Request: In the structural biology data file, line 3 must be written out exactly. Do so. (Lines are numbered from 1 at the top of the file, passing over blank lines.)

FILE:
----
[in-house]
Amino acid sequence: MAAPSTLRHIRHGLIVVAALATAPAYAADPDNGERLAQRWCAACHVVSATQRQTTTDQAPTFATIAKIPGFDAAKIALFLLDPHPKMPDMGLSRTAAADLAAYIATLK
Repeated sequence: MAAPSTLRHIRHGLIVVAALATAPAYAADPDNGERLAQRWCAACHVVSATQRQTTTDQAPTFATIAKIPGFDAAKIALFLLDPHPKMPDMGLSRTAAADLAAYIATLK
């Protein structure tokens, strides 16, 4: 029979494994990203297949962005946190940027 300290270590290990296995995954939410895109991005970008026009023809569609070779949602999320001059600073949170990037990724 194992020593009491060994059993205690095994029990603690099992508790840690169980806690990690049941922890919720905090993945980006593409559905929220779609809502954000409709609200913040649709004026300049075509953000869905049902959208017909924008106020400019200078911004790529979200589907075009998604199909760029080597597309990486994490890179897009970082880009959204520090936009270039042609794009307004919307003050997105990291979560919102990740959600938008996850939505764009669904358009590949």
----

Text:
Repeated sequence: MAAPSTLRHIRHGLIVVAALATAPAYAADPDNGERLAQRWCAACHVVSATQRQTTTDQAPTFATIAKIPGFDAAKIALFLLDPHPKMPDMGLSRTAAADLAAYIATLK